The Tipat War of Bali Is What I Call a Real Food Fight

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Every year the men of Kapal Village, in Bali, celebrate the rice harvest by throwing rice cakes at each other in one of the largest traditional food fights in the world.

Also known as the Aci Rah Pengangon ritual, the Tipat War is preceded by a collective prayer in the inner court of Kapal Village’s Pura Desa (the village temple). Here local men give thanks for the bountiful rice harvest and relax before the upcoming food massacre. After praying, dozens of bare-chested men start the first rice cake fight right in the middle of the temple courtyard. They are divided into two groups and throw tipat (cooked rice wrapped in a square shaped woven coconut leaf) at each other. This fight lasts for only five minutes and is a preliminary event to the full-scale war that is about to take place in the village street outside the temple.

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Savika – Wrestling Angry Bulls in Madagascar

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Savika is a rodeo-like sport practiced by men of the Betsileo ethnic group in Madagascar. It’s considered a rite of passage, and any man who dares dance with the angry zebus is considered a hero of the community.

No one remembers exactly when savika was invented, but everyone agrees it has been practiced by Betsileo men for centuries. The traditional sport is enjoyed by all members of the community, be they men or women, young or old, rich or poor, and is considered a unifying factor that brings everyone together. Savika is also a rite of passage for young boys who want to prove their manhood, and one of the best forms of courtship for single men. Apparently nothing impresses Betsileo women more than seeing their men dance with a zebu – a kind of domesticated cattle with long horns and a distinctive hump.

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Latvia’s Wacky Milk Carton Boat Race

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Every year, at the end of August, Latvians celebrate Milk, Bread and Honey Festival with a special race between boats made from thousands of empty milk cartons.

The milk carton boat regatta has become a very popular tradition since it first took place nine years ago. The wacky event always take place on the Lielupe River, in the Latvian town of Jelgava, and means to offer local audience a good time and popularize a healthy lifestyle through the consumption of organic dairy foods made in Latvia. Teams of locals eager of a good time, as well as some representing dairy processors and food producers enter the competition every year and fight for various titles, including the fastest boat, funniest crew and most original boat.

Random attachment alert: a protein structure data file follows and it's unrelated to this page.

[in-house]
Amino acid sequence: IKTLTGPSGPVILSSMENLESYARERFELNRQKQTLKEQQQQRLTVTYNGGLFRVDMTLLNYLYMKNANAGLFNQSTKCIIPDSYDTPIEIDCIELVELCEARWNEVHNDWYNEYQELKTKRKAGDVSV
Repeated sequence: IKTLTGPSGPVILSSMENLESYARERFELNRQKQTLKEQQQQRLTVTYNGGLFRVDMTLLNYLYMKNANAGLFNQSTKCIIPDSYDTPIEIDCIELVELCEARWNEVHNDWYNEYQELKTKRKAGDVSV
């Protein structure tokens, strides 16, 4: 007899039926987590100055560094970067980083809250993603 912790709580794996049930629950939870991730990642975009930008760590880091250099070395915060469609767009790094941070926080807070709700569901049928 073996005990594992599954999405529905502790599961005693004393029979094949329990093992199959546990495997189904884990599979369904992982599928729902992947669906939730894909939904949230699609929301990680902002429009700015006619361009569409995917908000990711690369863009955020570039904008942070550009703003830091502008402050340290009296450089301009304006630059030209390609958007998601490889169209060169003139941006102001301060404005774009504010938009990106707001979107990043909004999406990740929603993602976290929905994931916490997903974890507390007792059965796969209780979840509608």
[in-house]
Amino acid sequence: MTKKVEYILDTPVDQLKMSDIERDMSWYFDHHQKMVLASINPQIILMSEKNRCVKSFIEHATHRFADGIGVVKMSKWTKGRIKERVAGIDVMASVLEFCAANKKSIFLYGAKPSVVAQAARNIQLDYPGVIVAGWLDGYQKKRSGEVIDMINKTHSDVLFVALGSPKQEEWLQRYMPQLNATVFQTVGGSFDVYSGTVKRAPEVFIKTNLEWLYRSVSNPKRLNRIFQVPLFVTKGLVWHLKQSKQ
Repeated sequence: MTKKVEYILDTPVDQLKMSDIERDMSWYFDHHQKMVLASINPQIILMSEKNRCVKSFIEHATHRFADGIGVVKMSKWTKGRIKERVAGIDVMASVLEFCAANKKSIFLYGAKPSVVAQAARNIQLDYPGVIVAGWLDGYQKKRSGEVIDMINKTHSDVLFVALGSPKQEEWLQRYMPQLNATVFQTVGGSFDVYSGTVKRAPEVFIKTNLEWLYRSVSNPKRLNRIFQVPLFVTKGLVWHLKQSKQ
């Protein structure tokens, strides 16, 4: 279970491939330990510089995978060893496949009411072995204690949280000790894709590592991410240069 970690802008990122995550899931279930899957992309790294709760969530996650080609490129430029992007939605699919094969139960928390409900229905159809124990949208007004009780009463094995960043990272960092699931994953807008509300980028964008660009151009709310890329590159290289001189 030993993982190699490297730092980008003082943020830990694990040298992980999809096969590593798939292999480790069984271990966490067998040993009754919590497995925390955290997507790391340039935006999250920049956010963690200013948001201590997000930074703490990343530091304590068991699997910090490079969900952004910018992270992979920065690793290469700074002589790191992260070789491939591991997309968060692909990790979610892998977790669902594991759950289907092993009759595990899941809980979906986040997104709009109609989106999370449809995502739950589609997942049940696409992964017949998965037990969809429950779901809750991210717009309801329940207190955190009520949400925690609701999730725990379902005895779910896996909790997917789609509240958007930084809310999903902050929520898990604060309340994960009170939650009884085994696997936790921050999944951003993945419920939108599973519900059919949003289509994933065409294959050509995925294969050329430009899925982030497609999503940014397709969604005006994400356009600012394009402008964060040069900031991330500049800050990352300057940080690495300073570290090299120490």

This year a record number of participants registered milk carton boat race – 36 teams showed up on the Lielupe River, on August 27, to prove their seafaring skills. There were only a few rules teams had to obey for this event: boats had to be made excursively of empty milk cartons and had to be guided to the finish line by human power alone. The size of the boat and number of rowers was not limited, provided the carton vessel remained afloat. The course was only 50 meters long, the shortest so far, but teams struggled to finish as they had to paddle against a strong wind. Some team members even jumped into the river to push their boats across the finish.

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Malaysians Sleep in Coffins for Good Luck

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Most people would prefer to stay out of a coffin for as long as possible, but for devotees at the Looi Im Si temple, in Penang, Malaysia, sleeping in a coffin is the best thing that could happen to them.

The Taoist temple located in Jelutong worships deities linked to the afterlife, like Xiao Xian Bo, one of the two guards responsible for bringing the dead to the other side. Chu Soon Lock, the temple’s secretary, claims his grandmother founded the temple after receiving instructions in a dream, from hell deity Di Fu Bao Zhang. As the years went by the temple started worshiping various other deities like Ji Gong, Si Da Jin Gang and Mile Buddha. The weirdest part of the story of Looi Im Si temple started in 2007, when the spirit of Xiao Xian Bo arrived at the holy place and began addressing his devotees through the body of Chu Soon Lock’s brother.

Chu Soon Chye says he doesn’t know a word of Teochew, yet he speaks the dialect fluently each time he is possessed by Xiao Xian Bo. Back in 2008, when he was in a trance, Soon Chye instructed temple devotees to place five coffins within the temple, and only allow people with serious problems caused by bad luck to sleep in them. Only one of the five coffins is used, because the other four are apparently too small to fit into.